The lower for longer oil price outlook is being put to the test as rising global demand and disappointing shale portion numbers are proving once again that the best cure for low prices is low prices. The surge in demand growth will soon erase the global oil glut as we are probably headed towards a supply versus demand deficit. Once again global economies are getting addicted to cheap oil. Cheap oil that creates global economic growth and eventually these economies will pay higher prices to feed that addiction.
Some thought the rules of supply and demand were suspended and tried to dismiss massive historic drop in oil investment because they believed that shale oil producer or OPEC would pump as much oil as needed. Unrealistic expectations for rising shale production failed to hold up and the lack of profitability for many producers could add up to billions of dollars of bad gas and oil loans.
The cumulative impact of billions of almost a trillion dollars in CapX cuts by big oil has meant that new oil discoveries are at the lowest level since the 1980’s, the adage that low prices cure low prices is once again true as demand is surging asanas consumers once again get addicted to low prices.
That demand surge was evident in the American Petroleum Institute (API) report and a drop in Texas oil production in July is signaling a production peak. The API despite a prediction of an increase in crude supply reported a draw of 761.000 barrels. While supply in Cushing Oklahoma, the NYMEX delivery point did increase a massive 4.527 drop in distillate supply is a major concern as we head into the peak demand period for those fuels. U.S. demand last week hit 4.26 million barrels a day the highest level in 20 years. With refinery problems here in the U.S. and in Europe the race to keep production high enough to meet demand will keep crude strong. While gasoline supply did increase by 1.470 million barrels the diesel dilemma that we have been writing about will continue to give the bulls an edge.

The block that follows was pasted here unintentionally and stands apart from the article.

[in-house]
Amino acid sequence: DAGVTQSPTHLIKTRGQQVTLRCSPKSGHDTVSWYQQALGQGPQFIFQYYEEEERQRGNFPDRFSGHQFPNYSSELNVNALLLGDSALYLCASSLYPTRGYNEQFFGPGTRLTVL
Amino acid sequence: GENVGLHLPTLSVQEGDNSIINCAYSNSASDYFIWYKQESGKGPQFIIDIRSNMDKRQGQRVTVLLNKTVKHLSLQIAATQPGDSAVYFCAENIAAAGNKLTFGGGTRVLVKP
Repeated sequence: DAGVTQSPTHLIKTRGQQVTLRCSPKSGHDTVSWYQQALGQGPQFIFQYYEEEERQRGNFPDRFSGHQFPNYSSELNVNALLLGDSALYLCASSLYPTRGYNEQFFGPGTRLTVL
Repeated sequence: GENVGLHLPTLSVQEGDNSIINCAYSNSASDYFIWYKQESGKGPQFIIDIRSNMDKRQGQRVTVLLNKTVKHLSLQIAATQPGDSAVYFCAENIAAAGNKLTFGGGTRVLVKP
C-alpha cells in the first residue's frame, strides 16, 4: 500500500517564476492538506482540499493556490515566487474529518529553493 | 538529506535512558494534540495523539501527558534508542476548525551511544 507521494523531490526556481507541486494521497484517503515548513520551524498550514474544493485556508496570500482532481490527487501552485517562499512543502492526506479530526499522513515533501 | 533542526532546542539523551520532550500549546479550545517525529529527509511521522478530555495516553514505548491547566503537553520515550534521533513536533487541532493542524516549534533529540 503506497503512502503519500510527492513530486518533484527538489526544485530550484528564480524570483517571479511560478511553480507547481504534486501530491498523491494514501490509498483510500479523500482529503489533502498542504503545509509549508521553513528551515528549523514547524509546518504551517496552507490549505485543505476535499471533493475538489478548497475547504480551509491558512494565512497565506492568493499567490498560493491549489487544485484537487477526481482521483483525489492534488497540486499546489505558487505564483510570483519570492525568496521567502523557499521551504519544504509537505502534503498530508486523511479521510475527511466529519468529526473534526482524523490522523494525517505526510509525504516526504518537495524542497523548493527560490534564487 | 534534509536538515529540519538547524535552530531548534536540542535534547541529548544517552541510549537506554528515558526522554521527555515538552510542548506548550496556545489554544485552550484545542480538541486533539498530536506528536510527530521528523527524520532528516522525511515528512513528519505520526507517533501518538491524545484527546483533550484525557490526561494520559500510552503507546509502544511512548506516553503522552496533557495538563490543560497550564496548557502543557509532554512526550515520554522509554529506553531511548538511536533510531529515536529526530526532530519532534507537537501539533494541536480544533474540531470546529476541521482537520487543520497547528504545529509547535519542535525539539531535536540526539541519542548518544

Crude oil production in Texas, fell less than 1 % in July compared with a year ago. The UPI reported that Texas is the No. 1 oil producer in the nation and at least parts of four of the seven active shale basins in the country lie within its borders. The Railroad Commission of Texas, the state's energy regulator, reported total crude oil production from August 2016 to July 2017 at nearly 1 billion barrels.
The UPI reported that the same productivity report, dated July 17, show new oil produced per rig in the Permian shale is on the decline. A report dated Aug. 14 shows the number of wells drilled, but not completed, in the Permian basin increased 6 % between June and July.
Economists at the Federal Reserve Bank of Dallas said the rising number of drilled, but uncompleted, wells in the Permian basin could indicate the reservoir could respond with a larger increase in production when market conditions are more favorable according to UPI.
Yet with shale oil producers pulling back even a spike back to where they would consider drilling or uncapping wells, it might be a few months down the road. It takes time as it will be hard to get crews and convince the bankers that this time they won’t get burned by a price setback.
Despite a crazy year filled with hurricanes and bad data on supply and demand, we have kept our long-term bullish outlook on oil all year. As oil looks to test the 2017 highs a break above that area should set the stage for a test of $60. Our long-term bullish options strategies are starting to pay off and the biggest concern is that we are getting overbought and funds are heavy long. Still, as we have maintained the market. We have never bought into the lower for longer arguments and we still fell that the lows that we set last year was a generational bottom and the rebalancing of the market is well underway.